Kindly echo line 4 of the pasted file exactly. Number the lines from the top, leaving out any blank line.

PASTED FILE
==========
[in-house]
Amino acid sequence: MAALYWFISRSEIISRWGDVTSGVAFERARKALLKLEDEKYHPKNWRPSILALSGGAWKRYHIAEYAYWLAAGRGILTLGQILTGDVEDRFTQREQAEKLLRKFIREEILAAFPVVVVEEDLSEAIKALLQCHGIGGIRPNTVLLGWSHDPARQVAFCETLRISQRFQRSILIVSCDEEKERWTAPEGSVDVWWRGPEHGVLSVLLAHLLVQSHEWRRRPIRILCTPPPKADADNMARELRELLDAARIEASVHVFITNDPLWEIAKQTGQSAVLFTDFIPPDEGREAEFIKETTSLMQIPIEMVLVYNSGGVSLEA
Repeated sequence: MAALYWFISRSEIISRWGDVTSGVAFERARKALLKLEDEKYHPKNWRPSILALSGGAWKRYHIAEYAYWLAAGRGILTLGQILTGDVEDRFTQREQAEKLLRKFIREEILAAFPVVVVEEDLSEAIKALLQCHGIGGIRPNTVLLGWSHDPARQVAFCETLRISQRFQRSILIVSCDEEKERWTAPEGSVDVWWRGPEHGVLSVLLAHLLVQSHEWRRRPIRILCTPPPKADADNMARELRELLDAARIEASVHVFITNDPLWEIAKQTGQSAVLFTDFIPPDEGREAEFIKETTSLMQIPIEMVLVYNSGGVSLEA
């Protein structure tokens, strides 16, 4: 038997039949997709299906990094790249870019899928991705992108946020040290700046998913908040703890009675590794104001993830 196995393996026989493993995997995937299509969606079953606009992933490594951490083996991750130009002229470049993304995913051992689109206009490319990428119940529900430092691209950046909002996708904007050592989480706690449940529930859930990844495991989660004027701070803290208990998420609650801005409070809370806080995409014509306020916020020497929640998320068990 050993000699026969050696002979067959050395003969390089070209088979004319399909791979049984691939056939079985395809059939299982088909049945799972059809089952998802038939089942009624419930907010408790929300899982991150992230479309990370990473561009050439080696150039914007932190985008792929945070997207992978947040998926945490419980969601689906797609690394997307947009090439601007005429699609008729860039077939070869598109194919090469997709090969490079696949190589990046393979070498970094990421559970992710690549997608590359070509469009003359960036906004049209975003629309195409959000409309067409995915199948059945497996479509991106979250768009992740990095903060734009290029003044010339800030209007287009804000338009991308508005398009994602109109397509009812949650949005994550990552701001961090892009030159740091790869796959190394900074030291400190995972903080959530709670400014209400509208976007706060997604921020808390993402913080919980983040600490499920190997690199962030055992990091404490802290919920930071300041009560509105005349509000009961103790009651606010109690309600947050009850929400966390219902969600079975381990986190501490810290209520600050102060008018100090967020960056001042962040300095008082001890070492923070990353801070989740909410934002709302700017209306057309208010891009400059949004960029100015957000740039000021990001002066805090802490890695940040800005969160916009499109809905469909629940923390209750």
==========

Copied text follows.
């Protein structure tokens, strides 16, 4: 038997039949997709299906990094790249870019899928991705992108946020040290700046998913908040703890009675590794104001993830 196995393996026989493993995997995937299509969606079953606009992933490594951490083996991750130009002229470049993304995913051992689109206009490319990428119940529900430092691209950046909002996708904007050592989480706690449940529930859930990844495991989660004027701070803290208990998420609650801005409070809370806080995409014509306020916020020497929640998320068990 050993000699026969050696002979067959050395003969390089070209088979004319399909791979049984691939056939079985395809059939299982088909049945799972059809089952998802038939089942009624419930907010408790929300899982991150992230479309990370990473561009050439080696150039914007932190985008792929945070997207992978947040998926945490419980969601689906797609690394997307947009090439601007005429699609008729860039077939070869598109194919090469997709090969490079696949190589990046393979070498970094990421559970992710690549997608590359070509469009003359960036906004049209975003629309195409959000409309067409995915199948059945497996479509991106979250768009992740990095903060734009290029003044010339800030209007287009804000338009991308508005398009994602109109397509009812949650949005994550990552701001961090892009030159740091790869796959190394900074030291400190995972903080959530709670400014209400509208976007706060997604921020808390993402913080919980983040600490499920190997690199962030055992990091404490802290919920930071300041009560509105005349509000009961103790009651606010109690309600947050009850929400966390219902969600079975381990986190501490810290209520600050102060008018100090967020960056001042962040300095008082001890070492923070990353801070989740909410934002709302700017209306057309208010891009400059949004960029100015957000740039000021990001002066805090802490890695940040800005969160916009499109809905469909629940923390209750």